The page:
“My brother has many health difficulties, he can’t speak or hear plus many more problems. He had bought a TV in DID with the five- year guarantee. Back in April, the TV gave up and I brought it to DID Bray and the remote control also. That was all okay and it was all sent off to be repaired. I had to keep phoning to see was the TV back and that went on for around eight weeks before I got to speak with a new manager at the store and she followed it up and called me back to say it was in the store out the back and she was surprised that no one had phoned me to say it was there for some time.”

So they brought the television home and set it up only to find that the remote that DID had sent back was not the one Bernadette and her brother had left in with the shop.

“My brother had given them the one he used for the TV, which was the Blazer HD 400 Combo Dub -52+ T2 Combo Receiver. I got back on to DID and since then it has been me phoning and speaking to different people all the time. I leave messages and no one returns my calls. I spoke to the manager who had found the TV out the back for me and she said she would locate the remote for me. So after a week of waiting I phoned and asked for her and was told she had left and the assistant manager would call me ASAP. That is two weeks ago now.”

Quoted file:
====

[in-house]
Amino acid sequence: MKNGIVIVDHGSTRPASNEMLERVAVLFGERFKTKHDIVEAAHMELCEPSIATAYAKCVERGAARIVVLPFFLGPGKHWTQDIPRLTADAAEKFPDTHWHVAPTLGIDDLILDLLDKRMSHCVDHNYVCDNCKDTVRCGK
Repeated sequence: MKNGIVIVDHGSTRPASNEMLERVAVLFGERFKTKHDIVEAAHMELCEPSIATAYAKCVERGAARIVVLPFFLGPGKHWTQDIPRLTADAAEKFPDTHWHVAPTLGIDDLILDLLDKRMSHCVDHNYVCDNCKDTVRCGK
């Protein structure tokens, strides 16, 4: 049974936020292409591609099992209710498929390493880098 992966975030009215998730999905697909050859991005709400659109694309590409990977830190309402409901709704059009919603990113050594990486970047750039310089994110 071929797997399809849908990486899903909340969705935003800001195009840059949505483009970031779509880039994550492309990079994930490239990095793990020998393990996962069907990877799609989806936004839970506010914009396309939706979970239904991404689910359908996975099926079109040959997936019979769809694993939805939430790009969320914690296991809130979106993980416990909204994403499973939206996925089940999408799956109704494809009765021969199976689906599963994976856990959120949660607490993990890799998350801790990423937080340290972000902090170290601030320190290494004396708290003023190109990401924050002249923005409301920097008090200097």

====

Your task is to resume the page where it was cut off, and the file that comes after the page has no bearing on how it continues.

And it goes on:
Bernadette says that at this stage “it is the principle of the thing now. We were able to give my brother our remote. TV is all he has in the world. He is living alone and lives a lonely life. I made the staff aware of his situation, plus he was in the shop with me and it was obvious to the staff member the extent of his disabilities. Even if he had no disabilities, this treatment of their customers is unacceptable. Can you help in this dilemma, please?”

We contacted DID and it immediately accepted that things had not been as they should be.

“It’s disappointing to hear how this customer was let down by us, this is not the standard of service we strive to deliver,” a spokeswoman said.

She added that she was “working with the team and I will ensure this is resolved for Bernadette and her brother quickly”.

Charity shop jewels

Ciara Phelan has an interesting story which starts in a charity shop in the west of Ireland.

While browsing on a rainy Saturday afternoon, she wandered into a charity shop. “Like an unfortunate number of clothes shops, they still don’t allow shoppers to try on clothes, so I browsed the jewellery available and was rather astonished at the price of the pieces on display. Topping out at €595 for a rather clunky gold locket, there was a small selection of pretty but not extraordinary-looking pieces on display for prices ranging from the tens to the hundreds of euros.”

Ciara initially thought it was a case of missing decimal points, so she checked with the volunteer on duty. “Apparently the prices are correct and [the shop] now has the policy of having donated jewellery valued and put on sale for the appraised price.